The user contacts me asking for an explanation I can’t quite provide. The same file (a downloadable version of Phone Story) works perfectly on my machine, also a Mac. It turns out the “file damaged” message is produced by Gatekeeper, an anti-malware feature of the new OSX Mountain Lion, which I haven’t bothered to install yet. Gatekeeper, by default, blocks every application that is not coming from the official Mac App store or from certified Apple developers.
Yes and no. I’ve had that message too but contrary to what the article makes
you believe this is not the standard dialog you get when Gatekeeper finds
something that doesn’t fit its current setting.
Also its overstating the ‘certified Apple developer’ thing as this is
really as easy as getting a free Apple developer account as far as
I know. Not quite, actually, you’re required to have a possibly
expensive software certificate. I admit that’s quite a hurdle.
The risks of relying on one all-encompassing system (such as having your account hijacked) are negligible in comparison to a perfectly efficient, streamlined digital life.
This is a gross misrepresentation of what happened in Mat Honan’s case in which issues in customer service on both Amazon’s and Apple’s sides as well as e-mail accounts chained together led to this spectacular hacking story. To get a complete view you should really read Honan’s piece for Wired on that.
In the process of reshaping our relation with computing machines, Apple also had to exert control on computing language. For example: the concept of “synching devices” replaced the more intuitive and technically precise expression “copying files”. This brilliant semiotic move inscribes the notion of artificial scarcity into our daily interactions.
Synching obscures the very fact that you are copying files around. The idea that digital information can be freely duplicated and shared is dangerous – a gateway to piracy.
That is not the case. Apple is trying to simplify usage of computation devices so that things a great amount of people have trouble comprehending - for example the file system hierarchy and where stuff is supposed to go - don’t have to be shown to the user anymore in order for them to get their work done. It’s not obscuring things, it’s simplifying unneeded complexity for the consumer. It’s making sure your data is on each of your devices and you not having to worry where your stuff is and how to make sure you don’t have duplicates and which folder to put data in order for applications to recognize them.
Referring to applications as “apps” is not just a branding technique but a necessary linguistic reduction to conceptualize a lesser type of application. A little piece of software that sits in its little sandbox and doesn’t try to compete with the overarching platform.
I’d argue it’s more a part of the ‘one thing well’ mentality.
We will reject Apps for any content or behavior that we believe is over the line. What line, you ask? Well, as a Supreme Court Justice once said, “I’ll know it when I see it”. And we think that you will also know it when you cross it.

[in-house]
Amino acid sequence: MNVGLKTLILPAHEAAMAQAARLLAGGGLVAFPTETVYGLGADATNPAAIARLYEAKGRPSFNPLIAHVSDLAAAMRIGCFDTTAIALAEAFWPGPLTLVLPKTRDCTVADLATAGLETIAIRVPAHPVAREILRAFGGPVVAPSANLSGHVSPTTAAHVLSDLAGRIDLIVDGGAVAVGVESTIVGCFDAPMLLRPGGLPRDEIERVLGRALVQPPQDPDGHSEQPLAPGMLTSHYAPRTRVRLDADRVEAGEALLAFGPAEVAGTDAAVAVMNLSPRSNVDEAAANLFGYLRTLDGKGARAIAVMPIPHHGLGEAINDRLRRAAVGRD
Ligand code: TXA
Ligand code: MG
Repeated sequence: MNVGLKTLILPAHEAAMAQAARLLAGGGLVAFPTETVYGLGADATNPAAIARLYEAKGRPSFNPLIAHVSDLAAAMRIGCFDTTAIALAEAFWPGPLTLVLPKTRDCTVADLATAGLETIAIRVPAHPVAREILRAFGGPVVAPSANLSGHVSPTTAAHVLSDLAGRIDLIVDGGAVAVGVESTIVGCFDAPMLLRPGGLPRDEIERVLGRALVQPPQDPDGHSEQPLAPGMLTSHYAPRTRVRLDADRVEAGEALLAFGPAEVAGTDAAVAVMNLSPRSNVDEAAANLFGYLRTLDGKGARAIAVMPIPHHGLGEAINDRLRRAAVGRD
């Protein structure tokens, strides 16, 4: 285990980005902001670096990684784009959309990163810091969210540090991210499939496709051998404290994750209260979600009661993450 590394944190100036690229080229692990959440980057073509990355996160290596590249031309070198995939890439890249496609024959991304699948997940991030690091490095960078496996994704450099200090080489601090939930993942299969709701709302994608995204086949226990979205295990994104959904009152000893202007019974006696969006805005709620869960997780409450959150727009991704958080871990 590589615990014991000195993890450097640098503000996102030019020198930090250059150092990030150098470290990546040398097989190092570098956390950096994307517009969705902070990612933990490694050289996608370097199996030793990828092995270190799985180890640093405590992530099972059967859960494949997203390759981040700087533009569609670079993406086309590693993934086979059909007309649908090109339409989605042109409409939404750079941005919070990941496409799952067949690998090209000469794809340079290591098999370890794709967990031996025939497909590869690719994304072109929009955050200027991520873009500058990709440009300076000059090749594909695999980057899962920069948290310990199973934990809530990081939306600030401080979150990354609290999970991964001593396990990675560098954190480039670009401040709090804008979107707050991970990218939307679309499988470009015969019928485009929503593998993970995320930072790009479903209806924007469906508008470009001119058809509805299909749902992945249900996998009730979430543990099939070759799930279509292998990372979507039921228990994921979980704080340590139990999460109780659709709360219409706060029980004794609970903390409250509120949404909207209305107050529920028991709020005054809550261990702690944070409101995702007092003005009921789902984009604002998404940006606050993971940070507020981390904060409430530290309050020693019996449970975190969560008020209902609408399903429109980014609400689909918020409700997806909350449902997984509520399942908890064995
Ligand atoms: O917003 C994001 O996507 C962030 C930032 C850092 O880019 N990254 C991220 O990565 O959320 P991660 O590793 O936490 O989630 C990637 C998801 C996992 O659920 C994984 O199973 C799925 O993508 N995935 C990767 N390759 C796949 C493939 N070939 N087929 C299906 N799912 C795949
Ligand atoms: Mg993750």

This is of course bullshit and it’s perfectly fine to be pointed out. Such overarchingly broad and unnecessarily subjective terms are ridiculous and one of the worst things about Apple’s policies.
Designating all the applications that are not Apple-approved as “damaged files” to be trashed is an even bolder linguistic intervention.
Again, this is simply not true. I’m not entirely sure when the pictured dialog pops up but have included the standard dialog for reference.
If you sell through the Mac App store, paying a yearly fee and 30% of the revenues for this privilege, you are on the list.
Or you simply registered your free developer ID. It’s that simple. Also you’re not completely blocked. Your application may still run as long as you simply tell the customer to right-click and select ‘open’. Before you turn on your flame-thrower be assured that this has to be done only once per app and only for files that have not been on this computer previously and are downloaded from the internet.
A complementary approach could involve educating users to recognize suspicious files – which unfortunately it’s at odds with Apple’s tendency to strategically obfuscate the internal structure of their systems.
I’d argue that even existing users often have trouble handling files and dangers. I know for a fact that there is an insane amount of people out there working with computers daily and having absolutely no clue about what dangers there are. Is it better to try to educate them about details they neither need for their jobs nor - in many cases - want to know or to try to implement system-enforced policies that prevent abuse? I admit I’m conflicted about that.
The message to developers is clear: if you make software for Mac you’d better look into this whole Mac Store thing, or you may suddenly be cut off.
I suggest you look into Marco Arment’s article about the current state of the App Store. It’s rather pessimistic and this man is an Apple advocate as much as a reasonable person can be.
But many computer users can’t even tell the difference between a browser and a search engine. They certainly aren’t going to mess with their System Preferences to make their computers “less safe”.
That’s correct. It’s your job as developer to code-sign your application. Alternatively you can still provide them with the information about right-clicking. But honestly, adapting to the platform you’re trying to be competetive on is probably a good idea.
The challenge was to make these machines available to everybody and promote a new kind of literacy.
I guess that’s not happening with the popularity of iPads, e-Readers and other things that enable people to read whereever they are. Point taken.